Rivers Gives Celtics Down Time
October 13, 2005
Somewhere over the Appalachian Mountains in central Pennsylvania, Doc Rivers decided to cancel yesterday's practice. It was a 50-50 chance he would do so when the Celtics left Mellon Arena late Tuesday night for the flight home from Pittsburgh.
Maybe Rivers liked enough of what he saw in the Celtics' first exhibition (a 96-86 loss to the Cavaliers, who were minus LeBron James) or he recognized the team needed a rest (a 17-2 lead quickly faded, the running game became a walking game in the second half) or maybe he needed a day with his assistants to sort through the list of improvements the team must make (second-unit chemistry, turnovers, 3-point-shot selection, playing prescribed roles, not forcing the action, etc.). A little bit of all three likely led Rivers to schedule the offday.
As with all preseason games, there was a mixture of good, bad, and "What were they thinking," in the Celtics' first exhibition. But in the end, Rivers and the players know little more today about the team than they knew yesterday or the day before.
They knew a first unit filled with experienced players would be slightly ahead of the curve, and it was. They knew the second unit, without Ricky Davis and with rookie Ryan Gomes and inexperienced veterans Kendrick Perkins and Justin Reed would struggle, and it did. They knew Paul Pierce would contribute in many ways, and he did with 18 points, 7 rebounds, and 3 assists. They knew turnovers would be commonplace, and they were with 16 for 12 points. They knew shooting would be a little rusty, and it was (32 for 80). They knew top pick Gerald Green could dunk, and he did, for his only field goal of the night.
"It's kind of what you expected from the first preseason game," said Pierce. "There was a lot of inconsistent play, a lot of turnovers. But it's just the first game. Ever since I've been in the league, that's usually how the first games go. It's a learning curve. We've got to learn from our mistakes. It was good to get that first game behind us. We'll be ready for the next game."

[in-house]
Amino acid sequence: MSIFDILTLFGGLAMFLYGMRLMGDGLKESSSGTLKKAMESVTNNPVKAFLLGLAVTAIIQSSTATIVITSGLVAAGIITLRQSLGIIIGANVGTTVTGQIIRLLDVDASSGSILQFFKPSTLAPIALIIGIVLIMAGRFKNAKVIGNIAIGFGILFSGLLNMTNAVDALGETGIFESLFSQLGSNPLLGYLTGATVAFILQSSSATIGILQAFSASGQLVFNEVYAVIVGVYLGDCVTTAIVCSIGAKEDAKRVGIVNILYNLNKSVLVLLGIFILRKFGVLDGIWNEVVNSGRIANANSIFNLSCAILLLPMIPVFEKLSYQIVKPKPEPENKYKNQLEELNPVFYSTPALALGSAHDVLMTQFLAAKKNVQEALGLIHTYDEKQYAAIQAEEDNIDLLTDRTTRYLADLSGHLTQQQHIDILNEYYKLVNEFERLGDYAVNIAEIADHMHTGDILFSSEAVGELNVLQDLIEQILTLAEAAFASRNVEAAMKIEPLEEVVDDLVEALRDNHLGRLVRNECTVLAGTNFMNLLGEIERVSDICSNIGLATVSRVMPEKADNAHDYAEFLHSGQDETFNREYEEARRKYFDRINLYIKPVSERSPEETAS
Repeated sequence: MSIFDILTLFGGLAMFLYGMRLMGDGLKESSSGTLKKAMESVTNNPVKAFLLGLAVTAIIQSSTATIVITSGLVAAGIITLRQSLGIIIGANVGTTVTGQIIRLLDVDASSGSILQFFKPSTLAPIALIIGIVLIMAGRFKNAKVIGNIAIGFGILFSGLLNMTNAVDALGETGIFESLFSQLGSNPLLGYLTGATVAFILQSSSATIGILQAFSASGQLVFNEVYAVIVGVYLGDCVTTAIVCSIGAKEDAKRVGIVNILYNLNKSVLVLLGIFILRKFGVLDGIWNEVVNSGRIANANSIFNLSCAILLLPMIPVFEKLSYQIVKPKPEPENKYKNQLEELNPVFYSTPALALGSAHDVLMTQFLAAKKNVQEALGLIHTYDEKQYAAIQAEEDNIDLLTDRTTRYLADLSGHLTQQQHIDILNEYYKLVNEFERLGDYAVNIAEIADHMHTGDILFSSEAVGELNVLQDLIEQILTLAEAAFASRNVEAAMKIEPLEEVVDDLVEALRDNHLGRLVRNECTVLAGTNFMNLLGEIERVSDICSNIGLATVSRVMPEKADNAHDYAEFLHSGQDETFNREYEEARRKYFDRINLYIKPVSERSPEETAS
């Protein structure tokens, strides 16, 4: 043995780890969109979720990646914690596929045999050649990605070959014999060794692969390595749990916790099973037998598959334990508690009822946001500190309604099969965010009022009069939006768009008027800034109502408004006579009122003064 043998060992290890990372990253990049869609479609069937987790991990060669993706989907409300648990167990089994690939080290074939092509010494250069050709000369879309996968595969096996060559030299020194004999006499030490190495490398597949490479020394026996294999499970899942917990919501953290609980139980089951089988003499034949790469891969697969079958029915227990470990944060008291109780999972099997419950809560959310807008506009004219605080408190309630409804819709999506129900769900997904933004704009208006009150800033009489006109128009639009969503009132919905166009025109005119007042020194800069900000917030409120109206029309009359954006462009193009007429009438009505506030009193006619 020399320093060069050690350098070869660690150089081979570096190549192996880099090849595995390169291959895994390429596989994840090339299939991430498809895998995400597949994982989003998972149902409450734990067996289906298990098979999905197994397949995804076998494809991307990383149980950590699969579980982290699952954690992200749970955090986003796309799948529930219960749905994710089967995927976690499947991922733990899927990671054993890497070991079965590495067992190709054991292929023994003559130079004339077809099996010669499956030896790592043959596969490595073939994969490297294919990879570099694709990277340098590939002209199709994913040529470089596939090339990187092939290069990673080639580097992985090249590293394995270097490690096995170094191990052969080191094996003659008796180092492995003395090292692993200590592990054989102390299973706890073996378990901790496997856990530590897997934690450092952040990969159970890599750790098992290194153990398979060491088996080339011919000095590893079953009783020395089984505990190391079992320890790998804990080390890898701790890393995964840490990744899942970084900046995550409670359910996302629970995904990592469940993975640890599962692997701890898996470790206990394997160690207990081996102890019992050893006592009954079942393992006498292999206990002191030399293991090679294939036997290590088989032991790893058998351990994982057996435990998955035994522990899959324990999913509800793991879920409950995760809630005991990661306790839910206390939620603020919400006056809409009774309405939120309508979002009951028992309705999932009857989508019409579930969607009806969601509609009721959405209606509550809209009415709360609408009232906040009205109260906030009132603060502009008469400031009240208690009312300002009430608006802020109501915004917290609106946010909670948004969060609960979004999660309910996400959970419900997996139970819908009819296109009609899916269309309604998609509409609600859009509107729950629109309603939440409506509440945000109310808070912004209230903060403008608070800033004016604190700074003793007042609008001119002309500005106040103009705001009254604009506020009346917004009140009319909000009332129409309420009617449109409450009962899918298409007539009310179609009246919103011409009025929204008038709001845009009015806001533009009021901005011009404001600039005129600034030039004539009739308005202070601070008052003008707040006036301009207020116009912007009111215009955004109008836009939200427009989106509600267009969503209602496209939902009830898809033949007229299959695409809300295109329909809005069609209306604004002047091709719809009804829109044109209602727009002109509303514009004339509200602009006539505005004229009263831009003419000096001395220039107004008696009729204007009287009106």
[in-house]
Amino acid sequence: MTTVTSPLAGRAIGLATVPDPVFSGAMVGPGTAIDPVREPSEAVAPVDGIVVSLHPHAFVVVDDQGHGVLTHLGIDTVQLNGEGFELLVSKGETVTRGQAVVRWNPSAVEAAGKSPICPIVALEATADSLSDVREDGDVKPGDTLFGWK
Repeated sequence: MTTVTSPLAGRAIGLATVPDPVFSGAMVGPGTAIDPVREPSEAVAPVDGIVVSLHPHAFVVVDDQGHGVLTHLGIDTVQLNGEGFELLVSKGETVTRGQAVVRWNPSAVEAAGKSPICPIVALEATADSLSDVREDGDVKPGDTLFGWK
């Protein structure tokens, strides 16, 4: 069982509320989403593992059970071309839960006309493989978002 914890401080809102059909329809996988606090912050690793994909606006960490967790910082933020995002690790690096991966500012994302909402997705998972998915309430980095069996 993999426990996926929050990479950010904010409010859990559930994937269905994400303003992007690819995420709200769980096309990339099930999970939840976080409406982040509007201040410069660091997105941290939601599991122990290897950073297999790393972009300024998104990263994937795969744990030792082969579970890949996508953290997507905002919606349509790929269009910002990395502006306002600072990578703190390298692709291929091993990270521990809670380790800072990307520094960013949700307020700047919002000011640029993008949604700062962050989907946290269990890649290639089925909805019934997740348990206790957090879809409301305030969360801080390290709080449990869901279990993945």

There will be some changes when the Celtics play the Raptors tomorrow night in Manchester, N.H. Rivers plans to start Dan Dickau at point guard, but the coach may also want to consider other ways to bolster the second unit for the future. In the first exhibition game, the value of bringing Davis off the bench was obvious. He gives the second unit an offensive focal point. Against the Cavaliers, there were too many backups trying to force shots. Perkins, Reed, Gomes, Brian Scalabrine, and Dickau went a combined 8 for 32 from the floor. While Reed did finish 3 for 6 for 10 points, Rivers is looking to him for defense, not as the leading scorer on the second unit.
A nice surprise was the play of Marcus Banks. He played all 10 of his minutes in the fourth quarter, though the point guard made sure he was not an afterthought. He went 3 for 4 from the floor with all three baskets coming on layups, two off the break. He also showed why Rivers calls him the best ball-pressure point guard on the team with a steal leading to one of the fast-break layups. Banks also displayed a certain maturity by not perceiving the limited minutes at the end of the game as a slight. Still, it would have been nice to see Banks create more opportunities for others. After the game, Rivers admitted that part of the problem was his play calls. Regardless, Banks did not complain.
"I'm fine," said Banks. "I know it's preseason. I'm just here to get better and to get familiar with my teammates. I'm going to go out there and have a good time, try to make things work. I know he's messing with a lot of different lineups, so it's fine. It'd help [to get into the game earlier]. For me, it would be nice, but if not, I'll just wait until my number is called. I was just trying to run my group of guys and run the sets he wanted us to run."
Banks, along with rookies Green and Orien Greene, are hoping for more minutes in the second exhibition. Rivers said he will try to get that done. He just needs some time to think about how he can do it with all the other concerns he has to balance and address.
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